Christ is victorious; he has won the victory and release creation from the bondage imposed by sin. But death, as Paul reminds us, is the final enemy to be destroyed (1 Cor. 15:26). One day -- very soon, we hope -- death will be no more. Maranatha! Come quickly, Lord Jesus!

Unfortunately, death is still here, as I was reminded again a few days ago by the news of the death of yet another friend. The present impinges itself harshly and cruelly every day when we hear about death and suffering or experience it personally.

Our world is an unholy one. We only has to open our newspapers to discover that. The past week they were filled with many horror stories.

A truly tragic story, coming only days before Easter, was the murder in cold blood of 147 Christian students and guards at Garissa University in Kenya by al-Shabaab. On Easter Sunday relatives of the murdered students had to identify the dead. Some way to spend Easter!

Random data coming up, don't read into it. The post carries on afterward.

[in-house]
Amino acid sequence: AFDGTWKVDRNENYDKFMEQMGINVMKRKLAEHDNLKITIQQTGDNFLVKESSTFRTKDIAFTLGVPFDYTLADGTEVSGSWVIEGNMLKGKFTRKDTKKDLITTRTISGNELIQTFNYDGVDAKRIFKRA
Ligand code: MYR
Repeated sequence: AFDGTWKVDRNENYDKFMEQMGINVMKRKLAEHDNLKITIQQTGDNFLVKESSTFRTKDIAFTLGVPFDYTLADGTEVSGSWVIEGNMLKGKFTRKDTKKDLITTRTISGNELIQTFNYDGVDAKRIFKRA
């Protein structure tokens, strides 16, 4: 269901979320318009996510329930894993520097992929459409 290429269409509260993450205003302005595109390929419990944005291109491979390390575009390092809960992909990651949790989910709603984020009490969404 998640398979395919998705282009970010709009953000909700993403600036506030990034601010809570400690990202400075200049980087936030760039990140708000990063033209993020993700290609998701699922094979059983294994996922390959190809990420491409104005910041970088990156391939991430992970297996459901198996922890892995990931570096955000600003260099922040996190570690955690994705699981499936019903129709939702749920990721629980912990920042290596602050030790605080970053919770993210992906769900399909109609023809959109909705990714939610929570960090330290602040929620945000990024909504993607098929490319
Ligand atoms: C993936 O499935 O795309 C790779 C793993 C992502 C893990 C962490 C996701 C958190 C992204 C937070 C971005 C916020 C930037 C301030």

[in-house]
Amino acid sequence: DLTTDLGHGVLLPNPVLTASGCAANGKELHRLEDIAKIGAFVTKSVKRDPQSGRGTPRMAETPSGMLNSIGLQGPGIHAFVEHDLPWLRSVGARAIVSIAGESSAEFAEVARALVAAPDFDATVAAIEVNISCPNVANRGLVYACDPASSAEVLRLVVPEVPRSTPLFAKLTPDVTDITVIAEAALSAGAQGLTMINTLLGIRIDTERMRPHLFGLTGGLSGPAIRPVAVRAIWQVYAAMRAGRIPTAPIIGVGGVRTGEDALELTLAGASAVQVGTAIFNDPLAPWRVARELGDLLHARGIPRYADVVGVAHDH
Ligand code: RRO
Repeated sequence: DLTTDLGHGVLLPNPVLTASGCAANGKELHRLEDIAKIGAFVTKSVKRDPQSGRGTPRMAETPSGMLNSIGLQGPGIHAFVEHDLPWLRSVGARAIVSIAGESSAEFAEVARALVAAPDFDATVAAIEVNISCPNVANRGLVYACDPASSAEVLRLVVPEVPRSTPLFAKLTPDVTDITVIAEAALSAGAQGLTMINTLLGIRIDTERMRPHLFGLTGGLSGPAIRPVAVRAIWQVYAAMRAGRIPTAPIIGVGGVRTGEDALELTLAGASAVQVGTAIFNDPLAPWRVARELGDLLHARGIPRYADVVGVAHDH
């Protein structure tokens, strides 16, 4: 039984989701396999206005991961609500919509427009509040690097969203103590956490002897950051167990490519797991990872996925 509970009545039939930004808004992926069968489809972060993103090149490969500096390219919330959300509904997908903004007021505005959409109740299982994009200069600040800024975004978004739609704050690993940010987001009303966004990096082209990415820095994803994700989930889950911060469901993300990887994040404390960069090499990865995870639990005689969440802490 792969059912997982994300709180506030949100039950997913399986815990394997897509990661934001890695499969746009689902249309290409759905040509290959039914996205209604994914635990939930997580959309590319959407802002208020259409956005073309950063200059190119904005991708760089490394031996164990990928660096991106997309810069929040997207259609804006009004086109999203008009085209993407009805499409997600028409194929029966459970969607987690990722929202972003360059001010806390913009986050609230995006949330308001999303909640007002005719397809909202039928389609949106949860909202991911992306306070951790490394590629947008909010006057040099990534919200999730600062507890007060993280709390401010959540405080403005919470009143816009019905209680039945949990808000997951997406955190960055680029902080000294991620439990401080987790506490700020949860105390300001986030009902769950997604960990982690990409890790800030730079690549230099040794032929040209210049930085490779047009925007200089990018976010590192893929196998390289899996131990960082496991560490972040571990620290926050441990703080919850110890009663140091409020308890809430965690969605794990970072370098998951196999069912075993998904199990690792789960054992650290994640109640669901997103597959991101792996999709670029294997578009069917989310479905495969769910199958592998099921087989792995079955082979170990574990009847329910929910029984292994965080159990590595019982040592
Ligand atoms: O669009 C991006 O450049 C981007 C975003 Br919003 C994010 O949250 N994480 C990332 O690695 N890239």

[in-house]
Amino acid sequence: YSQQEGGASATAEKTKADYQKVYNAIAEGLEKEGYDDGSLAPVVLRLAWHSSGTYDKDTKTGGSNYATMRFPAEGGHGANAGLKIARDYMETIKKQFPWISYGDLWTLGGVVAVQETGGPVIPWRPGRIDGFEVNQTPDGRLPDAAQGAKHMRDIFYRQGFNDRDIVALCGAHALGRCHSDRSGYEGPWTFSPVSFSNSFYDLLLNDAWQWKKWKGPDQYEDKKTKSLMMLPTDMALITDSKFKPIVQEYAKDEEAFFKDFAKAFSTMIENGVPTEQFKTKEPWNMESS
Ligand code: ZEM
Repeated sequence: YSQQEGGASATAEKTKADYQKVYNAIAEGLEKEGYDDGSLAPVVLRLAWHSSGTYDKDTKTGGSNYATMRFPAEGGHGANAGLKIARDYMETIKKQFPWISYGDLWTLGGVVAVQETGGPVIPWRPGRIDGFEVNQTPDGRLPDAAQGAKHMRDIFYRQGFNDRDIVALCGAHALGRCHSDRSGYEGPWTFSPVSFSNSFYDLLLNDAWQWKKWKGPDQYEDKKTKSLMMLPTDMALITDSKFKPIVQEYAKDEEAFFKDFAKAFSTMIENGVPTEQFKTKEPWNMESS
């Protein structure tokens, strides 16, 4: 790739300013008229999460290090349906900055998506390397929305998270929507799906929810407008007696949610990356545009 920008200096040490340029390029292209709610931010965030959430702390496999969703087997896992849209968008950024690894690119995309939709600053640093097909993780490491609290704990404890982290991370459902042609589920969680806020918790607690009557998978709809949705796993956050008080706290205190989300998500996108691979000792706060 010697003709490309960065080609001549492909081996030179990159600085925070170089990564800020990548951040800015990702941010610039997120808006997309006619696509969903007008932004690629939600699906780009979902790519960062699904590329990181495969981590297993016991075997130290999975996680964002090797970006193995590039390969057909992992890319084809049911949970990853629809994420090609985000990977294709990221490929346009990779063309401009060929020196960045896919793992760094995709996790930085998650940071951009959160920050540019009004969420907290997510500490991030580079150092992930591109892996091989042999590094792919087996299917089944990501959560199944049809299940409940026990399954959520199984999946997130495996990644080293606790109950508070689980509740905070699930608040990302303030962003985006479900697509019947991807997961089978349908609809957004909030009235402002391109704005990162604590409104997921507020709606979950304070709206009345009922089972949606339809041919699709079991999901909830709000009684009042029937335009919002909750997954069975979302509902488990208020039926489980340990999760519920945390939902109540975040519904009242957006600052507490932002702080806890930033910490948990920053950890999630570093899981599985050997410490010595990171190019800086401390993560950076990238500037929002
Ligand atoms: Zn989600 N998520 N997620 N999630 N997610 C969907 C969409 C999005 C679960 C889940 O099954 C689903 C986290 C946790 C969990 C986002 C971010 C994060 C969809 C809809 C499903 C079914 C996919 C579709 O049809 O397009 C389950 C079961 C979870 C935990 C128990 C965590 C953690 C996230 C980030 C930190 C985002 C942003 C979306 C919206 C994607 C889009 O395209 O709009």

The week before the copilot of a plane committed suicide and took all the passengers and crew with him to their untimely deaths in the French Alps. This seems to have been a premeditated act by a mentally-ill man. What does Easter mean to those who lost loved ones that day?

All of us can add to this list of tragedies. All of us have witnessed many tragedies of a personal nature as well as experienced the numerous aches and pains that our mortal flesh is heir to. In fact, the whole creation is groaning in anticipation for its renewal (Rom. 8:22).

Then pain and tears will be no more: "[God] will wipe every tear from their eyes. There will be no more death or mourning or crying or pain, for the old order of things has passed away" (Rev. 21:4, NIV).

This year Holy Week was very different from previous years for me. Usually I attend as many church services as I can during that week, but not this time. A sore back derailed my plans so much that I was only able to worship in church on Good Friday and Easter Sunday.

Even though the pain has lessened appreciatively, even now I still experience some pain. Next week I hope to leave for Africa for a few weeks to help orient a colleague at a university there. Thus I want to be in good enough shape to do that.

I will not be blogging during those two weeks, but hope to do so again after my return to Canada.